All SavingSpecies conservation decisions are based on the best science and latest conservation techniques. Our Science Advisory Board is comprised of the world’s most accomplished and esteemed conservation biologists: E.O. Wilson, Tom Lovejoy, Peter Raven, Patricia Wright, Trevor Price, and Stuart Pimm.
We also work with an even larger network of conservation scientists and professionals around the world. Since the mid-1980s, SavingSpecies founder Dr. Stuart Pimm has published extensively on the mechanisms of species’ extinctions and practical steps to limit the current extinction crisis. To this end, Dr. Pimm’s research program has focused on the biology and biogeography of species and populations. This research has been driven in part by the cadre of research students, undergraduates and graduates, some of whom have gone on to enjoy distinguished careers in their own right”. This group of researchers, policy makers, and science advisors, “Pimm Global Conservation,” is a virtual think tank dedicated to conservation innovation.
Science done by Pimm Global Conservation is the foundation of SavingSpecies conservation work. We not only implement the best conservation practices, we actively develop them. In this way, we believe that we can best advance the cause of conservation, working to limit and ultimately prevent extinctions.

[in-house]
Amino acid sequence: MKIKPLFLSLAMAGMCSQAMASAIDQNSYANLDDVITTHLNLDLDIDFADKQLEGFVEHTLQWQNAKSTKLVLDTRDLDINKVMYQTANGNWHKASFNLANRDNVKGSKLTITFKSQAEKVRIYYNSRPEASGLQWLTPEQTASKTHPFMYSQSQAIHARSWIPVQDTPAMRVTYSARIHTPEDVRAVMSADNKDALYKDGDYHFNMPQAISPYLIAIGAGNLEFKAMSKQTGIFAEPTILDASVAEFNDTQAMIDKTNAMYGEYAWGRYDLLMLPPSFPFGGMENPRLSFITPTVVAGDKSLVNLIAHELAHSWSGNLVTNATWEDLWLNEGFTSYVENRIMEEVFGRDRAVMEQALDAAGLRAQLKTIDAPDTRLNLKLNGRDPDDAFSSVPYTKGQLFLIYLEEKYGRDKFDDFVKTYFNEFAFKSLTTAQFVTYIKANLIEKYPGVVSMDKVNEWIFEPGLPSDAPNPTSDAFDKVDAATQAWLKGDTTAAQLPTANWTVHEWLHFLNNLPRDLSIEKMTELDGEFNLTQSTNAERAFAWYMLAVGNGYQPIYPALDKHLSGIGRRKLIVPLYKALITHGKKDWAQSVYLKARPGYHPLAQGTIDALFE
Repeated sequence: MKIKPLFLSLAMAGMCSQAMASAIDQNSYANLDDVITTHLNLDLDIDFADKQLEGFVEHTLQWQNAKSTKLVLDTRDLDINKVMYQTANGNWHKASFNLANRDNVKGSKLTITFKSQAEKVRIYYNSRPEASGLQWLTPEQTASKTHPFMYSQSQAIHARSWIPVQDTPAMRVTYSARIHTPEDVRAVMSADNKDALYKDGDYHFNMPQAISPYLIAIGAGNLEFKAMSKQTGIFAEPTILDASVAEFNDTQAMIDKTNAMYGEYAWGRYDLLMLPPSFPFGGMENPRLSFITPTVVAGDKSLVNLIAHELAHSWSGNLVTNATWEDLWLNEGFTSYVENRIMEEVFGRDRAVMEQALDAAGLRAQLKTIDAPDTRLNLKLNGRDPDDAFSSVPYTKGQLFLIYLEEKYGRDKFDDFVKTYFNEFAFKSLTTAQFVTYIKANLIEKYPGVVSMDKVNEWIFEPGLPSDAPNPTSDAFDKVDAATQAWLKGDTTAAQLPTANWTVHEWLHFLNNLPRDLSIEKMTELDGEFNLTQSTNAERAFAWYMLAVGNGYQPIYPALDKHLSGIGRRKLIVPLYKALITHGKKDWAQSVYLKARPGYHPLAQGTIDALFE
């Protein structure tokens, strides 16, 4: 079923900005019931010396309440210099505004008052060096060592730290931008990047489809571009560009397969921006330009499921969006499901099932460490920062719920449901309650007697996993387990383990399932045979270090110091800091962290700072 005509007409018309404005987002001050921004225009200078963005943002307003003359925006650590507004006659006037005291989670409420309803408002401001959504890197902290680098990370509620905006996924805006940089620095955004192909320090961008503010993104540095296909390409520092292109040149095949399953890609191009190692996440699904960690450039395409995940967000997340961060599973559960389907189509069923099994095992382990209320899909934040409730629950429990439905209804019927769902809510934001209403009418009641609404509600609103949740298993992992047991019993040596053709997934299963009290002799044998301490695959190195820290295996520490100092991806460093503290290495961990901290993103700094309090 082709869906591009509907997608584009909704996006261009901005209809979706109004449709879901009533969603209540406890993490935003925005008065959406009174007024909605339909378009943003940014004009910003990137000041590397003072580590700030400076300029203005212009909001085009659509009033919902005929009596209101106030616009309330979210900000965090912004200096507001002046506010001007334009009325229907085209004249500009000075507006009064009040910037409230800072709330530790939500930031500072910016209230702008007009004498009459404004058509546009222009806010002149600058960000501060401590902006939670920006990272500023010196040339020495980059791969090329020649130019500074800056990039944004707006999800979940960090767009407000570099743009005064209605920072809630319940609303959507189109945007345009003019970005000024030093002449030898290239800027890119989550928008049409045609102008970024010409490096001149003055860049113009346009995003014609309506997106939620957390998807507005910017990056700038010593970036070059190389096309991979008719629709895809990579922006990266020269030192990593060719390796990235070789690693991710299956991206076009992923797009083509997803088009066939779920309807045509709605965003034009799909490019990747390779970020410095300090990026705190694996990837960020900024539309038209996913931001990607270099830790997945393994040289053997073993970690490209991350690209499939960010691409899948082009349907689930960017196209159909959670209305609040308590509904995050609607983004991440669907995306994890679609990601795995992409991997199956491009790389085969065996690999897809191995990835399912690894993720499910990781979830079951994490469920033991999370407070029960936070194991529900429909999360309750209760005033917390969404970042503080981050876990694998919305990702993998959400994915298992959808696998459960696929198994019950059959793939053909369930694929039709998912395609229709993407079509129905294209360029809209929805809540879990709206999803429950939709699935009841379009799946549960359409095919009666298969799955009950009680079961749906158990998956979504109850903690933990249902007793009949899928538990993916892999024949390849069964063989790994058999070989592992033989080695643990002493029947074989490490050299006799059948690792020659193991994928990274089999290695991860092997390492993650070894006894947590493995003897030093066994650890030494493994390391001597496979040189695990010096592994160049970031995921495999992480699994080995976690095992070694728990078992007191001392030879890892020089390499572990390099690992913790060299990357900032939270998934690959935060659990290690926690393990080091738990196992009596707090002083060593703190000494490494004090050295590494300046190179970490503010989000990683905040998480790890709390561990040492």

The links below are a selection of work done by members of The Pimm Group. We select work that is especially relevant to SavingSpecies methods for articles in our blog posts. Other links include important work that is of broader interest to the conservation biology community.
SavingSpecies articles about work by Pimm Global Conservation
Other work by Pimm Global Conservation
The biodiversity of species and their rates of extinction, distribution, and protection. Science 344:6187
A widely-cited paper in Science co-authored by Stuart Pimm and members of his research group.
Remaining natural vegetation in the global biodiversity hotspots. Biological Conservation 177:12-24.
A paper co-authored by Clinton Jenkins discusses loss of natural vegetation in biodiversity hotspots, with analysis of methods to assess natural vegetation cover.